They want to help robots collaborate
Imagine that you are riding in a self-driving car in a city. Out of sight, someone gets off a bus and starts walking out into the street. Your car can only react to what it can see, which means that you are now at risk of hitting a pedestrian. But what if the bus could warn your car that someone is about to step into your path? That’s the future KTH spinoff ABConnect wants to create.
Smart cities where vehicles communicate with each other. Connected farms where fleets of machines work together to sow and harvest. Drones delivering goods to moving trucks. One of the teams in Batch 14 of the KTH Innovation pre-incubator program is ABConnect. They are on a mission to make it easier for robots to communicate with each other to create a smarter future.
- More and more robots are deployed every day, but today there is no off-the-shelf system that lets them communicate with each other and with other devices in a reliable and efficient way, says Frank Jiang, co-founder of ABConnect. We are building a solution to let companies create a communication network between their computer systems and automated robots.
Met in the lab
ABConnect was founded by three people connected to the Integrated Transport and Research Lab (ITRL) at KTH. Mustafa Al-Janabi first got in contact with ITRL during a project course. After the course ended, he got a part-time job as a research engineer. There, he met Frank Jiang and Elisa Bin both PhD students in the Division of decision and control systems, and affiliated with ITRL. They started working together on the system that was to become ABConnect's first product.
- As researchers we work on autonomous vehicles, says Frank. The idea behind our solution stems from the fact that autonomous vehicles cannot solve problems that they can’t see. If they were able to use information from other vehicles, maybe someone’s phone, the road network and so on, that would enhance the safety of the road.
A problem shared by many
The team soon realized they had found a problem worth solving.
- In a way, we just built a solution to our own problems, says Mustafa. After chatting to KTH Innovation, we figured that other people or companies might experience this problem as well. After looking around, we saw that there were commercial possibilities. We couldn’t find any solutions that solved the problem in a way that scales well and does it dynamically.
Can be used on smart farms
The need for this kind of system is likely to grow the more connected and automated our society becomes. One example is so called smart or precision farming, when farmers use automated robots to work their fields.
- If you deploy a fleet of automated robots to harvest a field, our solution makes it easy to collect data from their sensors in a centralized way, says Elisa. They can collaborate on building a map of the area, and we can for example communicate to different agents where they are allowed to go or not. And if something unexpected happens, like a child walking onto the field, the robots should be able to communicate and react immediately.
Met others with similar struggles
In the pre-incubator program, Frank, Elisa and Mustafa found a community of other teams passionate about developing their own ideas. The program runs for twelve months and gives access to prioritized support from the KTH Innovation team, weekly workshops about business development, and a clear path to follow.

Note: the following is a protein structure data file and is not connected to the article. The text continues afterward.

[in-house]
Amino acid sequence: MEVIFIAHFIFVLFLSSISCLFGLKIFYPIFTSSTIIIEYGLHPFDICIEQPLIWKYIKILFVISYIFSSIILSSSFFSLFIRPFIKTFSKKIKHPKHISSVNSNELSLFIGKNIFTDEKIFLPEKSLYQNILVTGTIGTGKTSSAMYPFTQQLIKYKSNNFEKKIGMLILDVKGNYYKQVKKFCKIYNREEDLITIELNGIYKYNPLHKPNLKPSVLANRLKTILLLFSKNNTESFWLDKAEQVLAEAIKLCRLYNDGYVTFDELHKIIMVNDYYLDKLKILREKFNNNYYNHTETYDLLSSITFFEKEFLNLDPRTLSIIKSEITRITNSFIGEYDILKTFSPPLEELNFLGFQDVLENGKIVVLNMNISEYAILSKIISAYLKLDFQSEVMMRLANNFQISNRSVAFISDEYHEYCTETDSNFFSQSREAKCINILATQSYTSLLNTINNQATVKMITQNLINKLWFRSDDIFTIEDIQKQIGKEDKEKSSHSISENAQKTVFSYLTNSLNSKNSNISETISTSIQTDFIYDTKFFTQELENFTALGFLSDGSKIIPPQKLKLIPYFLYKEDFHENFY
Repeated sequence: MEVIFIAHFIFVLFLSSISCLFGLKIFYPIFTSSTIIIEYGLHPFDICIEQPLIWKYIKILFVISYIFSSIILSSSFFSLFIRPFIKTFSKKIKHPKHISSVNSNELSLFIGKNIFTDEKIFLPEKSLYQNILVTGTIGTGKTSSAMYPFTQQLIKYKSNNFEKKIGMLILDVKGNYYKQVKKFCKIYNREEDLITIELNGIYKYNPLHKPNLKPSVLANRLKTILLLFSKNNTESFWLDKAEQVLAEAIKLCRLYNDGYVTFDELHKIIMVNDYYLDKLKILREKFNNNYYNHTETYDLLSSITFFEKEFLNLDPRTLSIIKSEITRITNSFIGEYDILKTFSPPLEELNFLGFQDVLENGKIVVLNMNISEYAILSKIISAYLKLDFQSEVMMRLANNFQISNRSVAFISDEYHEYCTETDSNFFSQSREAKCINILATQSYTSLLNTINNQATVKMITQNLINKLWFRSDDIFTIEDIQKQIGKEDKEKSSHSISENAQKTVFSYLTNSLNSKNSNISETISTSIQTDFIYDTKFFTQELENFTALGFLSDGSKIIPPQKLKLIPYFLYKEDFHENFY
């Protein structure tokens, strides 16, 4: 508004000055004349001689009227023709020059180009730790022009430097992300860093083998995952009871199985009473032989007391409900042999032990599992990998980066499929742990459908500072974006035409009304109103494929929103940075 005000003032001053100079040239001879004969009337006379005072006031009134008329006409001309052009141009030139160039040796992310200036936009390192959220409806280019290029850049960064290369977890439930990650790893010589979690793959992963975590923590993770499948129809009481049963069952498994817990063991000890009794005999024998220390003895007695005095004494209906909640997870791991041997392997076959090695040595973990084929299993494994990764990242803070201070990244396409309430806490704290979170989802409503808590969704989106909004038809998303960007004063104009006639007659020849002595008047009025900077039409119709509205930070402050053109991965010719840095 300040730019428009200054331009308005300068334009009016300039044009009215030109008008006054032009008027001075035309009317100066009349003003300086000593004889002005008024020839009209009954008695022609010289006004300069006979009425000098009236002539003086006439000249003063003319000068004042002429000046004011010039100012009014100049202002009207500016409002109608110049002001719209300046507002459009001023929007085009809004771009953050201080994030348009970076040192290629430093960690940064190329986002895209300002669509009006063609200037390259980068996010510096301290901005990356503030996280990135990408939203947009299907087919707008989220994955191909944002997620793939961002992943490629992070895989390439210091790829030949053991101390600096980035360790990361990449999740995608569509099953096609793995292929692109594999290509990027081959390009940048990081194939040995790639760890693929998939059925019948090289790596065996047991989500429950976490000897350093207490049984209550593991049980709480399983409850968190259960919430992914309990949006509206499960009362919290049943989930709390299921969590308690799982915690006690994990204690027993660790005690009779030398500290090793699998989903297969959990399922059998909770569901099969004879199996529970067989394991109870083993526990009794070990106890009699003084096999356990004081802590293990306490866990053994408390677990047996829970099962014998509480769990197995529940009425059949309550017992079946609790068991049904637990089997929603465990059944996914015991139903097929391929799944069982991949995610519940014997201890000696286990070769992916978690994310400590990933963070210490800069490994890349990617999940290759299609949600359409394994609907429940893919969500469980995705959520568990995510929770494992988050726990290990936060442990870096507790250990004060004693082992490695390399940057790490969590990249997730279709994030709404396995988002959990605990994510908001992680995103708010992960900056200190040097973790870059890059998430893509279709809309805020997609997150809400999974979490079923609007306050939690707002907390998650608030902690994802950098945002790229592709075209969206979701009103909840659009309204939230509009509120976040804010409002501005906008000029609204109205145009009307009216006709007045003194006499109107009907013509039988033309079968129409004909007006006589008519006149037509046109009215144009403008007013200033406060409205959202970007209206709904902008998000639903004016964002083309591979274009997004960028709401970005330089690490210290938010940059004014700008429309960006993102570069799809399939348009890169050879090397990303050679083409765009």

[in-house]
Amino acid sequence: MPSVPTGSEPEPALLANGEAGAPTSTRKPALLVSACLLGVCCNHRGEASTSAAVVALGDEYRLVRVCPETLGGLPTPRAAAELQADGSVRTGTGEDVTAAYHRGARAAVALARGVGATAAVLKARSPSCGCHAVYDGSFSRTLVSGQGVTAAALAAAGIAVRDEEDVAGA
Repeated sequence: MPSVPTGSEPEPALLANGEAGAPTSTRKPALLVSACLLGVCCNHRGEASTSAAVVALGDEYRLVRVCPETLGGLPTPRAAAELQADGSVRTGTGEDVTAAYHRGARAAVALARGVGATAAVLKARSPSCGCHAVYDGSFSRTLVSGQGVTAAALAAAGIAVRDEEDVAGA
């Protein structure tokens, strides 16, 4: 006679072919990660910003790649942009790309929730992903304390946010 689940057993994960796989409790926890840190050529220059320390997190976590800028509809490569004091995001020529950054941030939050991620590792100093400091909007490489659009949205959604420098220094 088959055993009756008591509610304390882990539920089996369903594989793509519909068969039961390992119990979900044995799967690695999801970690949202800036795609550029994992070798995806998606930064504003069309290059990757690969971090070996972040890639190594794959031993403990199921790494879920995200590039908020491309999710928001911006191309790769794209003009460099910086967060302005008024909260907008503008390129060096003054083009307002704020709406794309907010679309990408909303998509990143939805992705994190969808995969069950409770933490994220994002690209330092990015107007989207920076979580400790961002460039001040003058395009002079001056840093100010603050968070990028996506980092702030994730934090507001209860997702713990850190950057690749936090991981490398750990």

- We got to meet so many other teams that have similar struggles to us but are going through a different journey, says Elisa. There is a lot to learn, both from the coaches, but also between each other, like in finding ways to help each other out and getting to know new opportunities. I think that was really what sticks out the most to me.
The program is open to teams founded by students, researchers and employees at KTH. It builds on KTH Innovation’s open support and is aimed at the teams that are the most motivated to make their solutions come to life.
- It’s very refreshing, says Frank. As researchers, we usually just interact with other researchers, and especially ones that are in our own, narrow field. So, it’s really nice to have the common ground of wanting to start a startup with all of these people from different parts of KTH, because we’re all connected through engineering.
Combining work, studies, and startup development
Everyone in the program combines their work or studies with developing their startup projects. Finding structure can be hard but having a clear plan to follow usually makes things easier.
- The easiest way to appreciate something is to imagine what it would be like if you didn't have it, and I can't imagine us getting anywhere if we haven't had this opportunity to be part of KTH Innovation, says Mustafa.
See many application areas
In the past year, team ABConnect has started pilot projects and received commercialization funding from the Swedish Foundation for Strategic Research, SSF. In the future, they hope to be able to contribute to a more connected world, where we can solve humanity’s challenges in a more efficient and sustainable way. They see their software being used in a vast number of different applications, from understanding our forests, reducing emissions from roads and vehicles, to reducing water usage on farms.
- Communication between humans is hard, and between robots it’s even harder, says Mustafa. We want to help robots become smarter and more collaborative, so they can help us out. Our slogan is “Enable the future”, and that is really our vision for ABConnect. In five years, we hope to be a bigger team, and have our software running in more than one country.
By: Lisa Bäckman